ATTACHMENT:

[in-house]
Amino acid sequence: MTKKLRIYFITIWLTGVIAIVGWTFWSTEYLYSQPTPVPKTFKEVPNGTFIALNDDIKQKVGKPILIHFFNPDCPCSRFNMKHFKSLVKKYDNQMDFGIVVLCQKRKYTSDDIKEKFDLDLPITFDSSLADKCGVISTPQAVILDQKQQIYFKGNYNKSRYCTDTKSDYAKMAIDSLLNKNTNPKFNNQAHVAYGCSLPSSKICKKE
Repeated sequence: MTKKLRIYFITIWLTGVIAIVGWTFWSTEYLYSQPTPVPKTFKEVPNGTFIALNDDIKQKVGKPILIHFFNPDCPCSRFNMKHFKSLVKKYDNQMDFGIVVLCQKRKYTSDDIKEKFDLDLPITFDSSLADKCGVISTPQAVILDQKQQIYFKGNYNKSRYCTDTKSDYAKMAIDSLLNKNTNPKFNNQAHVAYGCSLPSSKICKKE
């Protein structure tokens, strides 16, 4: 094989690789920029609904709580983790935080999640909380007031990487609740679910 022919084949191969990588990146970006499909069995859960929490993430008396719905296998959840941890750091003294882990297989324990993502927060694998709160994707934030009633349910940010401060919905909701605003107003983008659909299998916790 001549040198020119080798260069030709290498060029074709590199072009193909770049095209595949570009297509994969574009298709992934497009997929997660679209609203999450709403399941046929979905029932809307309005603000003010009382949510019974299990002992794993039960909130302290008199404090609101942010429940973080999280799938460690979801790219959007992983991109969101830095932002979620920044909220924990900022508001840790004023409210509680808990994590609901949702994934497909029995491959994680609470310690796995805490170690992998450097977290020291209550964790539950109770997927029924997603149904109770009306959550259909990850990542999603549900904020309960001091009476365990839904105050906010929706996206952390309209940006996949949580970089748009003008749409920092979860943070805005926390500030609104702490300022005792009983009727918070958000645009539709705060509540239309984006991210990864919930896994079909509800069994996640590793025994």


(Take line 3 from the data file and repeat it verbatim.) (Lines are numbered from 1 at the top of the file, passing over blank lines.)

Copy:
Repeated sequence: MTKKLRIYFITIWLTGVIAIVGWTFWSTEYLYSQPTPVPKTFKEVPNGTFIALNDDIKQKVGKPILIHFFNPDCPCSRFNMKHFKSLVKKYDNQMDFGIVVLCQKRKYTSDDIKEKFDLDLPITFDSSLADKCGVISTPQAVILDQKQQIYFKGNYNKSRYCTDTKSDYAKMAIDSLLNKNTNPKFNNQAHVAYGCSLPSSKICKKE